Project Bald Eagle disbands; Its value about to be revealed
In December, Project Bald Eagle, the local coalition combatting the opioid epidemic, announced plans to regionalize the effort.
Last week, Project Bald Eagle announced plans to disband the effort.
It turns out, partners to the projected regionalization decided they wanted to keep their efforts localized.
Without a regional concept to sell, the funding that would have been available became unavailable.
And without money, the organization is unable to continue.
That’s not good news in the hopes of defeating the scourge of opioid addiction. We need a comprehensive, unified effort that is regionwide to battle this problem. Now we are left with local efforts with limited resources.
Hopefully, strides made since Project Bald Eagle was established in 2014 have grown the kind of roots that can be sustained without an organization behind them.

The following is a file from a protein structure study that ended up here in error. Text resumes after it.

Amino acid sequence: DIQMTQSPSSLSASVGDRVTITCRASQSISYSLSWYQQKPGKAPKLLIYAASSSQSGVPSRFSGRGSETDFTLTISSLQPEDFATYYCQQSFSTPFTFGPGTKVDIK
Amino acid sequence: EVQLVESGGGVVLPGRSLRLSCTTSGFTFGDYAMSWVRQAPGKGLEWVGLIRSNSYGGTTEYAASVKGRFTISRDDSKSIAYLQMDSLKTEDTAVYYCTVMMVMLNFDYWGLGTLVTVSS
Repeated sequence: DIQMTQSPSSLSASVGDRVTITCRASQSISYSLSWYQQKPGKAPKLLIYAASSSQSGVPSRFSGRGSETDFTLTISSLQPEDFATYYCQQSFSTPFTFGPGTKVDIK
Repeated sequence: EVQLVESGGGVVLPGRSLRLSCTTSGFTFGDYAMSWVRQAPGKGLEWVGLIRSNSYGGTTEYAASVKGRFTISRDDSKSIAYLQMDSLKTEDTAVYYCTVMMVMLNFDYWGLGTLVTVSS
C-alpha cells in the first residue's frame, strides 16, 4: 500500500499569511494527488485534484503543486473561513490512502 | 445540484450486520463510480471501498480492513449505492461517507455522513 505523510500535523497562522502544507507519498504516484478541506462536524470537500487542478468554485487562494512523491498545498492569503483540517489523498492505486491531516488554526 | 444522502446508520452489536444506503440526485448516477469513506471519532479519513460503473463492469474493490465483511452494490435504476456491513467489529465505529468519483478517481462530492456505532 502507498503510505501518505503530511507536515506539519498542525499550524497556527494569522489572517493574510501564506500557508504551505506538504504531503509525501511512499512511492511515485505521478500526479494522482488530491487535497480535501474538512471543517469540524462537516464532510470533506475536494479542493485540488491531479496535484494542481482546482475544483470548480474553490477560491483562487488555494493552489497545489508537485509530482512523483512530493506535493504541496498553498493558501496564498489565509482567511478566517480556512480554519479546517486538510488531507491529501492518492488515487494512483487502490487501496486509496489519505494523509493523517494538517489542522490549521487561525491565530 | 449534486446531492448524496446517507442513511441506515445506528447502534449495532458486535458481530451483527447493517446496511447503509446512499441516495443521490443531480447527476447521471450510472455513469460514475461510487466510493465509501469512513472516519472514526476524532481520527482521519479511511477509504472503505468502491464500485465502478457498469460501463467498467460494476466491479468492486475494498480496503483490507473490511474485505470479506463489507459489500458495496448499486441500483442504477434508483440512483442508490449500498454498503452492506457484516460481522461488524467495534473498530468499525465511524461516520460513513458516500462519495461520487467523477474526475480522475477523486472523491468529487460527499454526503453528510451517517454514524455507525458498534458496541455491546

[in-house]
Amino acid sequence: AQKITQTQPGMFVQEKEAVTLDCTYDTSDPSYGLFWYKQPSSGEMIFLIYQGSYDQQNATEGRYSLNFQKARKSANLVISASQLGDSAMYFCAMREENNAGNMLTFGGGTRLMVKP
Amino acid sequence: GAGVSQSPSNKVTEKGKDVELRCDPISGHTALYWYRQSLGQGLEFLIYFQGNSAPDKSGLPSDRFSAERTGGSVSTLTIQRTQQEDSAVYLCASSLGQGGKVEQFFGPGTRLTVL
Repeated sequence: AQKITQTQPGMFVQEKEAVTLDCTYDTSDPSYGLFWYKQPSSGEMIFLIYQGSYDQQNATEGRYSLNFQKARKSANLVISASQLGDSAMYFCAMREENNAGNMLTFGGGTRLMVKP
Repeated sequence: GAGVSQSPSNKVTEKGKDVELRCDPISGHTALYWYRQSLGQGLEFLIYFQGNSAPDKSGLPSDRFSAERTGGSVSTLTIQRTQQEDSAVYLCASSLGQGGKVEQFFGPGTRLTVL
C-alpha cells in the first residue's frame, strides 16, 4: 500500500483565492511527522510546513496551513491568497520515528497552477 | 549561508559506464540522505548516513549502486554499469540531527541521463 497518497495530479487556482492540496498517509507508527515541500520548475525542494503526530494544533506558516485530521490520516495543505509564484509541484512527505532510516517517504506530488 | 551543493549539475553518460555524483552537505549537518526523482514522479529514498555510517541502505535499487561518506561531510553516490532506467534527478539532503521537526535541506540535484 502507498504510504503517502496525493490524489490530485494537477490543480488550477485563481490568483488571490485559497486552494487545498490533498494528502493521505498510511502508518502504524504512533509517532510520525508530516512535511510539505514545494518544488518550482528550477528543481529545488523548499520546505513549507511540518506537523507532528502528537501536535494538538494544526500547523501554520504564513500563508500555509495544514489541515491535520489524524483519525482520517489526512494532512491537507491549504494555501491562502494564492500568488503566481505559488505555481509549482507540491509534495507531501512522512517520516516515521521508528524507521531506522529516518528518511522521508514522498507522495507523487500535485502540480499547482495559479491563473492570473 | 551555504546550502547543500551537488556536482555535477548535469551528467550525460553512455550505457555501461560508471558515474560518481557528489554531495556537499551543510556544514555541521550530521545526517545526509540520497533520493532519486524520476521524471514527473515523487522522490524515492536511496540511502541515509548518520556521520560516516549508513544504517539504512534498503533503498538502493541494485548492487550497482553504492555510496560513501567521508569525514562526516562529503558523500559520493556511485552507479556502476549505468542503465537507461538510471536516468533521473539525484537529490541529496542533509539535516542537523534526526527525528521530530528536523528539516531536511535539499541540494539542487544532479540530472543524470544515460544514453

There is some evidence that is possible. Local police departments and health care providers now carry Nalaxone to arrest the impact of drug overdoses. Education programs in the community on the dangers of opioids and habits leading to addiction are well established.
Moreover, in recent years there have been state and federal declarations of the opioid crisis as an emergency, triggering work at both levels of government against the epidemic. Rehabilitation facilities have access to state and federal funding that was not available four years ago.
Hopefully, knowledge of just how big the problem is will lead to expanded resources to help those effected by heroin and opioids to find jobs and housing and continue to raise awareness that the epidemic effects all age groups and nationalities.
Of course, beating addiction comes down to an individual willing to fight to change addictive tendencies. But if they could achieve that alone, they would have beaten the addiction in most cases.
We are about to find out how strong the treatment network is in our region and whether individuals and families have taken the experiences of the past decade and established real practices in their lives to fight the scourge of opioid addiction.